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January 1992

The Positive-Negative Distinction in Schizophrenia: Review of Natural History Validators

Author Affiliations

From the Yale Psychiatric Institute, New Haven, Conn (Dr McGlashan), and the Chestnut Lodge Research Institute, Rockville, Md (Dr Fenton).

Arch Gen Psychiatry. 1992;49(1):63-72. doi:10.1001/archpsyc.1992.01820010063008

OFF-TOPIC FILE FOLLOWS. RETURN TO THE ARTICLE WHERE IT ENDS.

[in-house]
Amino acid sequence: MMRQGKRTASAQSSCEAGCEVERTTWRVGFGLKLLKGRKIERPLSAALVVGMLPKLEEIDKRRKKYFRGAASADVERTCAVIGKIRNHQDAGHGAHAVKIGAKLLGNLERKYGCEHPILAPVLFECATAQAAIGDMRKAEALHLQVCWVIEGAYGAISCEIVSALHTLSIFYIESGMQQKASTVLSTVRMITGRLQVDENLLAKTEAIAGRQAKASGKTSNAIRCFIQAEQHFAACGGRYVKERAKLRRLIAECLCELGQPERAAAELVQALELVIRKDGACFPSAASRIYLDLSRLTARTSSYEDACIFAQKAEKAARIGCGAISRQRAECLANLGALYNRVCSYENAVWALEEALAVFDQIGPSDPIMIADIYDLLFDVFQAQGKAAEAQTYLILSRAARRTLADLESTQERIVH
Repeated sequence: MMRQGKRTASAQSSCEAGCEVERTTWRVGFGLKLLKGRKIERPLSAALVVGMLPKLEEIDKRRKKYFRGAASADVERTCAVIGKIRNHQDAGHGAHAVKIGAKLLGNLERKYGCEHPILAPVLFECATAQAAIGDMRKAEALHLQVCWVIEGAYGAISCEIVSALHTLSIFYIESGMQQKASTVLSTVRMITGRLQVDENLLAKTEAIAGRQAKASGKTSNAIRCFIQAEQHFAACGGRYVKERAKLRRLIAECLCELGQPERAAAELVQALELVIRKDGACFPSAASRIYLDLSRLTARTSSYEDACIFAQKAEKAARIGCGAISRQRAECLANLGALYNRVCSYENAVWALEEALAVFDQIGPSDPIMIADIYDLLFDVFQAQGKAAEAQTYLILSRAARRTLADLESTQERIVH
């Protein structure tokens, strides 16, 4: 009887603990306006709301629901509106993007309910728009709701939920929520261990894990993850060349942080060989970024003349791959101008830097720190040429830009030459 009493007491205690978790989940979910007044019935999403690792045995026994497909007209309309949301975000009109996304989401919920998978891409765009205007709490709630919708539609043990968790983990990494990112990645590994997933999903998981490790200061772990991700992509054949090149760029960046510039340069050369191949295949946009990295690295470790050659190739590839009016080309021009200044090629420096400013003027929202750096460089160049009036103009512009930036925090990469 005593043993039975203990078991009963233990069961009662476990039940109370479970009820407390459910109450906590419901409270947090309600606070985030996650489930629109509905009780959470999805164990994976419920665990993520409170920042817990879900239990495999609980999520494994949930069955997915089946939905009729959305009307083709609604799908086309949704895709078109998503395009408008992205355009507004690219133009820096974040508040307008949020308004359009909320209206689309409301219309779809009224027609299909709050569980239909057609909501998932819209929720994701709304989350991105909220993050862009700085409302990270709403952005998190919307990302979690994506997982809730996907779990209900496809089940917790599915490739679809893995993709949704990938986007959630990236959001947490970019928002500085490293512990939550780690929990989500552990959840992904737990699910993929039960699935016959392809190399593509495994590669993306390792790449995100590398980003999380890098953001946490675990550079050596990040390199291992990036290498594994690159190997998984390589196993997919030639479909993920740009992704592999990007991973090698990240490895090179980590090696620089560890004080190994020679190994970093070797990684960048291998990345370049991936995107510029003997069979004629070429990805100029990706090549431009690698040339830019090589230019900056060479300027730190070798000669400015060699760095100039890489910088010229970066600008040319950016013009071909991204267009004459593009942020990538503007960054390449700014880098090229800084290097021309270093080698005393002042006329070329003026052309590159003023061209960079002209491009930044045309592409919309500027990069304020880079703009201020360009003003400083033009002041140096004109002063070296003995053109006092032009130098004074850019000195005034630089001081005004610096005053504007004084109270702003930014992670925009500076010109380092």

• A review of the interaction between the positive-negative symptom distinction in schizophrenia and multiple measures of illness natural history reveals some redundant and compelling patterns. Negative or deficit symptoms are often associated with inferior social/instrumental functioning premorbidly, more abnormal voluntary/involuntary movements at illness presentation, and poorer long-term outcome when present beyond the early phase of illness. Negative symptoms are semi-independent of positive symptoms. They are variable early in the illness but accrue in severity, stability, and prognostic weight with time. The nature of the processes that generate negative symptoms and their specificity to schizophrenia remain to be elucidated. Nevertheless, it is clear that negative symptoms are a common and valid component of schizophrenia and deserve recognition as such in our nosology.

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